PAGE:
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Orakawa ratings
Quality on a good day: 3.0
Consistency of Surf: 2.0
Difficulty Level: 1.0
Crowds: 4.0

Overall: 2.7

See all 18 ratings

Based on 3 votes. Vote


Surf Report Feed

Orakawa Swell Statistics, July: All Swell – Any Wind

This picture shows the range of swells directed at Orakawa over a normal July and is based upon 2976 NWW3 model predictions since 2006 (values every 3 hours). The wave model does not forecast surf and wind right at the coastline so we have chosen the most applicable grid node based on what we know about Orakawa. In this particular case the best grid node is 43 km away (27 miles).

The rose diagram shows the distribution of swell directions and swell sizes, while the graph at the bottom shows the same thing without direction information. Five colours illustrate increasing wave sizes. Blue shows the smallest swells, less that 0.5m (1.5 feet) high. These occurred 42% of the time. Green and yellow show increasing swell sizes and red illustrates biggest swells greater than >3m (>10ft). In either graph, the area of any colour is proportional to how often that size swell occurs.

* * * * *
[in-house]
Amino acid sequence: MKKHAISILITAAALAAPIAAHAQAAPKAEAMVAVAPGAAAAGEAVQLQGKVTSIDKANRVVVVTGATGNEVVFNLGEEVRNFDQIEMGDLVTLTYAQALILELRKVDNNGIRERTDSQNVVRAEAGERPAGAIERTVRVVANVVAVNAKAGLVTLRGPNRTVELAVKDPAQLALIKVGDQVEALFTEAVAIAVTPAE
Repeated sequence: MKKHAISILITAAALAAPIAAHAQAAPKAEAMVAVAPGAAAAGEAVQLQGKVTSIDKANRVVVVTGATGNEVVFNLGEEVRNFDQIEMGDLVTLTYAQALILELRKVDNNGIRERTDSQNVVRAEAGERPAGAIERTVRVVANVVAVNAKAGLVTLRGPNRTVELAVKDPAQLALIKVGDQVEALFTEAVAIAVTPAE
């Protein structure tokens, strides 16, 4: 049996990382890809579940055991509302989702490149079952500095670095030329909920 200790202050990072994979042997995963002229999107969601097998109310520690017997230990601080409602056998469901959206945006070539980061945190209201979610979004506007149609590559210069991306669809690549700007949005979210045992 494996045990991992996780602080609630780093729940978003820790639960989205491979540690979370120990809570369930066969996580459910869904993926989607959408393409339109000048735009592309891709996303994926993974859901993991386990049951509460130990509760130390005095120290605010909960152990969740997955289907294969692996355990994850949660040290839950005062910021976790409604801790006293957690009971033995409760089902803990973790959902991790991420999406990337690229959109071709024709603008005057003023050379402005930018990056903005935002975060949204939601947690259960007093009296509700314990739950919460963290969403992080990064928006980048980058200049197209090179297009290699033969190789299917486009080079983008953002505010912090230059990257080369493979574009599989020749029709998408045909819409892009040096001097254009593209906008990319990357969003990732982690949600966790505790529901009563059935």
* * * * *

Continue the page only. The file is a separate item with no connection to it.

The diagram indicates that the prevailing swell direction, shown by the longest spokes, was ENE, whereas the the prevailing wind blows from the WSW. Because the wave model grid is out to sea, sometimes a strong offshore wind blows largest waves away from Orakawa and offshore. We group these with the no surf category of the bar chart. To avoid confusion we don't show these in the rose graph. Because wind determines whether or not waves are good for surfing at Orakawa, you can load a different image that shows only the swells that were expected to coincide with glassy or offshore wind conditions. During a typical July, swells large enough to cause clean enough to surf waves at Orakawa run for about 31% of the time.

IMPORTANT: Beta version feature! Swell heights are open water values from NWW3. There is no attempt to model near-shore effects. Coastal wave heights will generally be less, especially if the break does not have unobstructed exposure to the open ocean.